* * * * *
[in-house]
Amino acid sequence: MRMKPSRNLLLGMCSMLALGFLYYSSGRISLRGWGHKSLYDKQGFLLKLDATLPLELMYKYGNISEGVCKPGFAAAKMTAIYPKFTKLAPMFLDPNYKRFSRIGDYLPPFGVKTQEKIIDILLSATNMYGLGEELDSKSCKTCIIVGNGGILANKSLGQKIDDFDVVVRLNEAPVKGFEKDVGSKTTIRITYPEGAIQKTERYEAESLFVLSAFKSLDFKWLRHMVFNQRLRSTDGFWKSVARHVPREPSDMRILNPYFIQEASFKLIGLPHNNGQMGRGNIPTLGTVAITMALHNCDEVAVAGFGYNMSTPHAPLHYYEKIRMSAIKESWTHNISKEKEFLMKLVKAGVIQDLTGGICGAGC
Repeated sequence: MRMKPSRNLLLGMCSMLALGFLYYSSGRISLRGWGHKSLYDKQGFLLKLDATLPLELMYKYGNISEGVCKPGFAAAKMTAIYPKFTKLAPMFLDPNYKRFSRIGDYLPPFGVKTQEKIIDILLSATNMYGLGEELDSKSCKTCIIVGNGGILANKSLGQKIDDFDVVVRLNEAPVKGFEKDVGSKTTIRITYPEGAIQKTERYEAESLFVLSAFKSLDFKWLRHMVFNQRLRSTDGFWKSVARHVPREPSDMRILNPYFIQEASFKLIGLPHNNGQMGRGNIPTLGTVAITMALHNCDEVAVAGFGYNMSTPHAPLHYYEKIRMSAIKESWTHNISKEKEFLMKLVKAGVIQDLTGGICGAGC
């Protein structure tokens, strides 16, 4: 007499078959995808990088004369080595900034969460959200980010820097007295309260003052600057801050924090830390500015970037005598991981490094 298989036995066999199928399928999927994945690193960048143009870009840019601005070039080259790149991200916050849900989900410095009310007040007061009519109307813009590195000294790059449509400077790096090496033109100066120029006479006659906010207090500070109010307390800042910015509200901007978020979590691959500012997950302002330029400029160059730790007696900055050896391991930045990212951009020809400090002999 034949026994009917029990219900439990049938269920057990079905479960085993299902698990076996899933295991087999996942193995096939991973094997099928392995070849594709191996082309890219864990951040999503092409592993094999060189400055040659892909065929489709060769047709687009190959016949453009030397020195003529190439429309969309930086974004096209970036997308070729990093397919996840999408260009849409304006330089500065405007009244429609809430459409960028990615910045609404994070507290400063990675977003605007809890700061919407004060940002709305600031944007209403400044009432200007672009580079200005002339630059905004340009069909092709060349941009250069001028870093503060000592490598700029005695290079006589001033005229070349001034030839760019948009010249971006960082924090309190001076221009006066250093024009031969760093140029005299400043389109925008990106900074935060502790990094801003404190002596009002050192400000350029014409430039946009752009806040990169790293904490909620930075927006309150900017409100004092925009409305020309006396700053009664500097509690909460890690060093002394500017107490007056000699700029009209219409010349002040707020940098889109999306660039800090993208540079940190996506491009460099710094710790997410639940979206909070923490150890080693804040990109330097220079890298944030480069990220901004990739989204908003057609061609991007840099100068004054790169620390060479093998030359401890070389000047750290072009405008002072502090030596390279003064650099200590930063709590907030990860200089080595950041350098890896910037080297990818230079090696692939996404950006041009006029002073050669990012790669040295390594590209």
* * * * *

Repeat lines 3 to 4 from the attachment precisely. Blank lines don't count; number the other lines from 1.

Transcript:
Repeated sequence: MRMKPSRNLLLGMCSMLALGFLYYSSGRISLRGWGHKSLYDKQGFLLKLDATLPLELMYKYGNISEGVCKPGFAAAKMTAIYPKFTKLAPMFLDPNYKRFSRIGDYLPPFGVKTQEKIIDILLSATNMYGLGEELDSKSCKTCIIVGNGGILANKSLGQKIDDFDVVVRLNEAPVKGFEKDVGSKTTIRITYPEGAIQKTERYEAESLFVLSAFKSLDFKWLRHMVFNQRLRSTDGFWKSVARHVPREPSDMRILNPYFIQEASFKLIGLPHNNGQMGRGNIPTLGTVAITMALHNCDEVAVAGFGYNMSTPHAPLHYYEKIRMSAIKESWTHNISKEKEFLMKLVKAGVIQDLTGGICGAGC
């Protein structure tokens, strides 16, 4: 007499078959995808990088004369080595900034969460959200980010820097007295309260003052600057801050924090830390500015970037005598991981490094 298989036995066999199928399928999927994945690193960048143009870009840019601005070039080259790149991200916050849900989900410095009310007040007061009519109307813009590195000294790059449509400077790096090496033109100066120029006479006659906010207090500070109010307390800042910015509200901007978020979590691959500012997950302002330029400029160059730790007696900055050896391991930045990212951009020809400090002999 034949026994009917029990219900439990049938269920057990079905479960085993299902698990076996899933295991087999996942193995096939991973094997099928392995070849594709191996082309890219864990951040999503092409592993094999060189400055040659892909065929489709060769047709687009190959016949453009030397020195003529190439429309969309930086974004096209970036997308070729990093397919996840999408260009849409304006330089500065405007009244429609809430459409960028990615910045609404994070507290400063990675977003605007809890700061919407004060940002709305600031944007209403400044009432200007672009580079200005002339630059905004340009069909092709060349941009250069001028870093503060000592490598700029005695290079006589001033005229070349001034030839760019948009010249971006960082924090309190001076221009006066250093024009031969760093140029005299400043389109925008990106900074935060502790990094801003404190002596009002050192400000350029014409430039946009752009806040990169790293904490909620930075927006309150900017409100004092925009409305020309006396700053009664500097509690909460890690060093002394500017107490007056000699700029009209219409010349002040707020940098889109999306660039800090993208540079940190996506491009460099710094710790997410639940979206909070923490150890080693804040990109330097220079890298944030480069990220901004990739989204908003057609061609991007840099100068004054790169620390060479093998030359401890070389000047750290072009405008002072502090030596390279003064650099200590930063709590907030990860200089080595950041350098890896910037080297990818230079090696692939996404950006041009006029002073050669990012790669040295390594590209």